Fryar, C. et al. (2020) Prevalence of Overweight, Obesity, and Severe Obesity Among Children and Adolescents Aged 2-19 Years: United States, 1963-1965 Through 2017-2018. National Center for Health Statistics, CDC.

Hogstrom, G., Nordstrom, A., & Nordstrom, P. (2014). High aerobic fitness in late adolescence is associated with a reduced risk of myocardial infarction later in life: a nationwide cohort study in men. European Heart Journal, 35, 3133-3140..

Kaiser Family Foundation (2012). The Role of Medicaid for Adults with Chronic Illnesses. Kaiser Commission on Medicaid and the Uninsured.

Katz DL, Cushman D, Reynolds J, Njike V, Treu JA, Walker J, et al (2010). Putting physical activity where it fits in the school day: preliminary results of the ABC (Activity Bursts in the Classroom) for Fitness Program. Preventing Chronic Disease, 2010; 7(4):A82.  http://www.cdc.gov/pcd/issues/2010/jul/09_0176.htm. Accessed December 16, 2019.

Kolbe, L. (2019). School Health as a Strategy to Improve Both Public Health and Education. Annual Review of Public Health, 40:443-63.

Mackey, A., Finn, A., et al (2015). Neuroanatomical Correlates of the Income-Achievement Gap. Psychological Science, 26(6): 925-933.

Mandsager, K., Harb, S., Cremer, P., Phelan, D., Nissen, S., Jaber, W. (2018)  Association of Cardiorespiratory Fitness With Long-term Mortality Among Adults Undergoing Exercise Treadmill TestingJAMA Network Open, 1(6):e183605.

May, A., Kuklina, E., Yoon, P. (2012). Prevalence of Cardiovascular Disease Risk Factors Among US Adolescents, 1999-2008Pediatrics, 129(6): 1035-1041.

Mission: Readiness. Council for a Strong America (2020). Letter to Acting Secretary Miller, Department of Defense.

Nilsen, S. (2022). Trauma-Informed Educational Practices in the PreK-12 Classroom Environment: An Overview of Research-Based Programs and Resources. Presented at Summit on School Safety, Security, and Trauma-Informed Practices, February 7, 2022.

O’Donnell, M. (2017). Universal Access to Health Promotion – A Sustainable Strategy to Reduce Health Disparities, Improve the Health of an Entire State, and Accelerate the Evolution of Health Promotion. Art & Science of Health Promotion Institute.

Reeves, J. (2016). US Department of Education Grant Performance Report, PR/Award # Q215F120160, Sunnyside Unified School District, Tucson, AZ.
[Note: this is the official report to the US Department of Education on University of Arizona’s Partners for Healthy Promises federal PEP-Grant-funded project in the Sunnyside Unified School District, 2012-2015.]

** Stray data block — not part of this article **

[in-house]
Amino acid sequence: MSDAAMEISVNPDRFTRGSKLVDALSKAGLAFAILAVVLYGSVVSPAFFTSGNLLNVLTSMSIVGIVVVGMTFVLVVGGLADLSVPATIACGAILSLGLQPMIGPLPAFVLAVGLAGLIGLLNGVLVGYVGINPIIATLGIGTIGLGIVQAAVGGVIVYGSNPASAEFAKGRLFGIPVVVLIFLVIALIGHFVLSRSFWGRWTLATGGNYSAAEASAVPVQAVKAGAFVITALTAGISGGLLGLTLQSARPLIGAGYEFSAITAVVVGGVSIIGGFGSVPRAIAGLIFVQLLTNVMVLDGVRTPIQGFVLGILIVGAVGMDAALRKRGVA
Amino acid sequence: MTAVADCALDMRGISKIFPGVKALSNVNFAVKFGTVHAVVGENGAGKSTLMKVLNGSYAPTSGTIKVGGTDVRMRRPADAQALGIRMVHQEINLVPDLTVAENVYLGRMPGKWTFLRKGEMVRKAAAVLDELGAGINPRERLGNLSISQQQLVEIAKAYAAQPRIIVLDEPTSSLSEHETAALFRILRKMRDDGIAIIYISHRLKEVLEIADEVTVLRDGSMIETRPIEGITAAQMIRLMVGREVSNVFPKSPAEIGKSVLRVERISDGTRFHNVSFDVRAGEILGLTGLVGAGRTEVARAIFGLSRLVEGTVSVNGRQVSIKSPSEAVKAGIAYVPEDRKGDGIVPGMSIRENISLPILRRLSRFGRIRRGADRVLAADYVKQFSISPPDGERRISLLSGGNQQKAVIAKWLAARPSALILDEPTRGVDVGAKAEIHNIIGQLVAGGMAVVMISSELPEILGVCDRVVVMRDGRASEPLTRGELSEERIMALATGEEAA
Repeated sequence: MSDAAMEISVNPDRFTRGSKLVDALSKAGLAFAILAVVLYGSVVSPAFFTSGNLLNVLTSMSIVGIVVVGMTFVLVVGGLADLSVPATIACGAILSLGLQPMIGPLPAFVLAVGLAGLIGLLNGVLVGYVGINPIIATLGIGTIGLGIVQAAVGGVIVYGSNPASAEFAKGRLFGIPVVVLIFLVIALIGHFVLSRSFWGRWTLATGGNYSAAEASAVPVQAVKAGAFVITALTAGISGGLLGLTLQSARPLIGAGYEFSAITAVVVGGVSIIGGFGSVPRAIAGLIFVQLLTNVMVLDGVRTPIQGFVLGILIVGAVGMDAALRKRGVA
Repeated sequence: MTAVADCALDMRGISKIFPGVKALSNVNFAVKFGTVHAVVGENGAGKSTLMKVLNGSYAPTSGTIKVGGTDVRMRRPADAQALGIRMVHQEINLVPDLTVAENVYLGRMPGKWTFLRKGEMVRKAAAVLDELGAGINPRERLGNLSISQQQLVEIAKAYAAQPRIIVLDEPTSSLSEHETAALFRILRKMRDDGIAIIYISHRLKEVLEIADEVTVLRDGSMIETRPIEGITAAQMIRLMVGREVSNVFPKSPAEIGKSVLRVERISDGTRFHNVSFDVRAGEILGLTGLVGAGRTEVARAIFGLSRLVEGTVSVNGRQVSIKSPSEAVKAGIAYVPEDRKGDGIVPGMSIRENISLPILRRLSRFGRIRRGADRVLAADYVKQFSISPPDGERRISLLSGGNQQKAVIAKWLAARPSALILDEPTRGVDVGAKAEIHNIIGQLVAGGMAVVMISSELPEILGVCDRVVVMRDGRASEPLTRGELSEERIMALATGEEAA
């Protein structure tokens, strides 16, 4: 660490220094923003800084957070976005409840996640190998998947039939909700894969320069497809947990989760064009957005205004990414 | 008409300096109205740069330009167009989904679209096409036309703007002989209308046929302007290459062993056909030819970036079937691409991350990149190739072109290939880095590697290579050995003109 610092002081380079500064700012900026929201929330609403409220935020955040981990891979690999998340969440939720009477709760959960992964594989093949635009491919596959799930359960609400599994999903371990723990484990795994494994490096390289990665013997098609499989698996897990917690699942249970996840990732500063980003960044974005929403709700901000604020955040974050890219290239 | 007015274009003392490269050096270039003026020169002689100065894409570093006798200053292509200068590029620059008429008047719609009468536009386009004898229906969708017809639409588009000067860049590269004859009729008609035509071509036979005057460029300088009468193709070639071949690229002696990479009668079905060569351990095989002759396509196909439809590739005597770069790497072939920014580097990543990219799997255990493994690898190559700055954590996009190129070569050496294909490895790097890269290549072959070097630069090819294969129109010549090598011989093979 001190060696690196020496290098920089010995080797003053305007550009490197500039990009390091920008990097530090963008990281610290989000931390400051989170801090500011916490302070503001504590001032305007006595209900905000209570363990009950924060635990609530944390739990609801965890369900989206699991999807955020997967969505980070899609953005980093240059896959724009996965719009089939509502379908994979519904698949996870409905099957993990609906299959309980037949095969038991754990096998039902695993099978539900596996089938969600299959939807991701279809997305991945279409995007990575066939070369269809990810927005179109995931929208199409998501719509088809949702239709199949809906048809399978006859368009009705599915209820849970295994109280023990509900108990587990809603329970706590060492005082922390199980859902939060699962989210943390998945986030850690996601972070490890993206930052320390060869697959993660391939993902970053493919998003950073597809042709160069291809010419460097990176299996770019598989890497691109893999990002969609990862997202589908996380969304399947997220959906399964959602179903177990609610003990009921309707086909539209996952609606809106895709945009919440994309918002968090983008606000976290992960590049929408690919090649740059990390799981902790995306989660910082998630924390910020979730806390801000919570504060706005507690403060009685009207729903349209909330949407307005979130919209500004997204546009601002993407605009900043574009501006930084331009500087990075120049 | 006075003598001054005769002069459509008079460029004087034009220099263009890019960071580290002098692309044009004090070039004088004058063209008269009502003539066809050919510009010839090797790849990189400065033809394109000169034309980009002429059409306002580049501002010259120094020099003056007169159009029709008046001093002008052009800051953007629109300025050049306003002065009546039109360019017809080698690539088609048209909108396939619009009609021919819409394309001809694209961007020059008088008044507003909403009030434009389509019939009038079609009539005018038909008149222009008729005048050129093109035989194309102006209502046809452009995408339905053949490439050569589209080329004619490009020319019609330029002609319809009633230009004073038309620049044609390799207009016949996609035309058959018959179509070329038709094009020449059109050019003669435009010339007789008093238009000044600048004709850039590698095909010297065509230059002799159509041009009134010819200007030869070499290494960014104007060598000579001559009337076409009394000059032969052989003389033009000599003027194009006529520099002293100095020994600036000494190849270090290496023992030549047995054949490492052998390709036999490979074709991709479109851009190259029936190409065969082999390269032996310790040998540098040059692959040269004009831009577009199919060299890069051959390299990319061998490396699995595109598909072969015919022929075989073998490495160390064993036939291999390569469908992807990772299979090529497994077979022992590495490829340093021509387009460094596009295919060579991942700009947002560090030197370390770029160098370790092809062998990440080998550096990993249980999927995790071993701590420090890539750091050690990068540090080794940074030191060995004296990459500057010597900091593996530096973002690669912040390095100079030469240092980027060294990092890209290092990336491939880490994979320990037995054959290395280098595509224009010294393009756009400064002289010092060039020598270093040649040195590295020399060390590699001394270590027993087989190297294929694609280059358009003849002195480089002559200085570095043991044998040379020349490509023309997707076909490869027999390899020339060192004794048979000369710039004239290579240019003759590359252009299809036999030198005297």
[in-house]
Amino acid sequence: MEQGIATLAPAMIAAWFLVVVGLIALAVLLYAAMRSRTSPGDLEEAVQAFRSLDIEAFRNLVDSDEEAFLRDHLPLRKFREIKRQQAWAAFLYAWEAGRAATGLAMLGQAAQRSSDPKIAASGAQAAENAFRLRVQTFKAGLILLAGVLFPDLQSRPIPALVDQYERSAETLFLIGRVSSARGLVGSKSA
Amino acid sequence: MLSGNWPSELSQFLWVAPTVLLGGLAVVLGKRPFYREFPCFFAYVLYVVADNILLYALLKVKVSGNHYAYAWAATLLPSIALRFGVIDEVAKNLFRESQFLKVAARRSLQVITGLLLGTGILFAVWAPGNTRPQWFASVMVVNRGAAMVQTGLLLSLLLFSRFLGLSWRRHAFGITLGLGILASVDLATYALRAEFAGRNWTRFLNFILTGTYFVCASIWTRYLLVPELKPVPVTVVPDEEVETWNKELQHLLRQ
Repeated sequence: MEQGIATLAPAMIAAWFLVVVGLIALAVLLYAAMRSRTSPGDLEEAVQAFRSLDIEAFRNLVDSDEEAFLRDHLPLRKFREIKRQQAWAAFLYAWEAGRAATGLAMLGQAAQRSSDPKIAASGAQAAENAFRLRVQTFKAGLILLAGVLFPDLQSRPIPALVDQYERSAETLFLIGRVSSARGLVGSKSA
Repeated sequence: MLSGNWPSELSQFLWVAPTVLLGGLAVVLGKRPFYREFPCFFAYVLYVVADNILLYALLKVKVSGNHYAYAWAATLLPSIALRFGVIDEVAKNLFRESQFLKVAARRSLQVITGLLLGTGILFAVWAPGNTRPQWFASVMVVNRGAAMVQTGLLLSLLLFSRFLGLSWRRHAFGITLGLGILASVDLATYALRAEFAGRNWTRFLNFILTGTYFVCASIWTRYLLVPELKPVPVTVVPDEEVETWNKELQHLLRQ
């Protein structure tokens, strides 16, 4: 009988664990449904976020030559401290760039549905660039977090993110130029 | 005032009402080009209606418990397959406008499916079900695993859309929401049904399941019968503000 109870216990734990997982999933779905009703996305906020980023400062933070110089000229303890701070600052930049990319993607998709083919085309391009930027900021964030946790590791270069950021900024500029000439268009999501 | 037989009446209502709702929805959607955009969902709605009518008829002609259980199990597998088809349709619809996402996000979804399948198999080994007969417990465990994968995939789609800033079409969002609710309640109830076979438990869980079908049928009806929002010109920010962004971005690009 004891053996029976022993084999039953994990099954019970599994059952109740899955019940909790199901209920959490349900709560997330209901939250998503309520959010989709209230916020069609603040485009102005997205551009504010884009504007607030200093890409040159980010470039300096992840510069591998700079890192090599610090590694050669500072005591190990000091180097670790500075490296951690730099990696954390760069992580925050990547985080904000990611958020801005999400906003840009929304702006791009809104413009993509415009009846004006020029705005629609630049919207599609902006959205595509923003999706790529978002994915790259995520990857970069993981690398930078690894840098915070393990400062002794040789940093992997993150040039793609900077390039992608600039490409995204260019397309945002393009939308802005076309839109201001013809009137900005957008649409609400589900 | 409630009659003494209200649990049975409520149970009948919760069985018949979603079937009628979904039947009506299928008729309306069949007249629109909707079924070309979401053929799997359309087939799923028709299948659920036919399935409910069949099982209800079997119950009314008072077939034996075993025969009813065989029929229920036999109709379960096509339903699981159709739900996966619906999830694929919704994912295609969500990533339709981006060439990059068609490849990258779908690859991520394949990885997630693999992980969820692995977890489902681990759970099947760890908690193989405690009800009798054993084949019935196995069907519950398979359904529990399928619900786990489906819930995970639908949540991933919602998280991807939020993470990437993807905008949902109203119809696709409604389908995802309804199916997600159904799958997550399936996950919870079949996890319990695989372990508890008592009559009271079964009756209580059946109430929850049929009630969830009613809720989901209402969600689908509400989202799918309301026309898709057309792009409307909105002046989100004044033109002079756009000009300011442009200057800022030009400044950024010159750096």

Sallis, J., McKenzie, T., Beets, M., Beighle, A., Erwin, H. & Lee, S. (2012). Physical Education’s Role in Public Health: Steps Forward and Backward Over 20 Years and HOPE for the Future. Research Quarterly for Exercise and Sport, 83: (2):125-135.

Tabak, A., Herder, C., Rathmann, W., Brunner, E.J., Kivimaki, M. (2012). Prediabetes: A high-risk state for developing diabetes. Lancet, 379(9833), 2279-2290.

Trost, S. & van der Mars, H. (2010) Why We Should Not Cut P.E. Health and Learning in Educational Leadership, 67(4): 60-65.

Turner, S. (2013).  Transformative Education for Long-term Behavior Change: Preventing Childhood Obesity and Improving Health Through In-School Curriculum-based Nutrition and Exercise Programs. (PhD Human and Organizational Systems), Fielding Graduate University, Santa Barbara, CA.

Ward, Z.J. et al. (2019). Projected U.S. State-Level Prevalence of Adult Obesity and Severe Obesity. New England Journal of Medicine, 381:2440-2450.

Waters, H. & Graf, M. (2018). The Costs of Chronic Disease in the U.S. Downloaded November 2, 2021 from milkeninstitute.org.

Willett, W. et al. (2006). Prevention of Chronic Disease by Means of Diet and Lifestyle Changes. Book chapter in Disease Control Priorities in Developing Countries, 2nd ed. The World Bank, Oxford University Press, New York.

Zhuo et al, (2014). The lifetime cost of diabetes and its implications for diabetes prevention. Diabetes Care, 37: 2557-2564.